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The coronavirus pandemic has thrown a wrench into plans for hundreds of clinical trials seeking therapies for diseases beyond Covid-19. But some investigators and sponsors are trying to push ahead, tailoring ways to keep patients enrolled while keeping them safe and to ensure the trial can still produce rigorous evidence of whether or not a drug works.

“The problem that we all want to avoid is that despite our best efforts, the results from a given clinical trial will turn out to be so incomplete or unreliable as to make them uninterpretable,” Pfizer chief medical officer Mace Rothenberg said during a webinar last week.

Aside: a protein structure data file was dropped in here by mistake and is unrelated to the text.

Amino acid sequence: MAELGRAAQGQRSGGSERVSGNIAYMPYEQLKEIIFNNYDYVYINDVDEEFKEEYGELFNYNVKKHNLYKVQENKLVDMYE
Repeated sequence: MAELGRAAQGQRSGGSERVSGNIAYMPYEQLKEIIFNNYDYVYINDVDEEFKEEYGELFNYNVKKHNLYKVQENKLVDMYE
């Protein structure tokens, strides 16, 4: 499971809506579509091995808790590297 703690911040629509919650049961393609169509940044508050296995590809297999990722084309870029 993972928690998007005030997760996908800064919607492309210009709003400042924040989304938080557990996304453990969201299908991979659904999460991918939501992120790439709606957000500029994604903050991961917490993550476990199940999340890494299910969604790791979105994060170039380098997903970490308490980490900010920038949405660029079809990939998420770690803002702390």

Both patients and drug companies have an interest in continuing with trials for cancer drugs, as long as it can be done safely, said panelists on the webinar, which was hosted by the CEO Roundtable on Cancer. Some patients have not seen benefits from approved drugs, so the therapies in these studies often serve as their best option. And companies don’t want to lose out on getting data from an investment they’ve already made.

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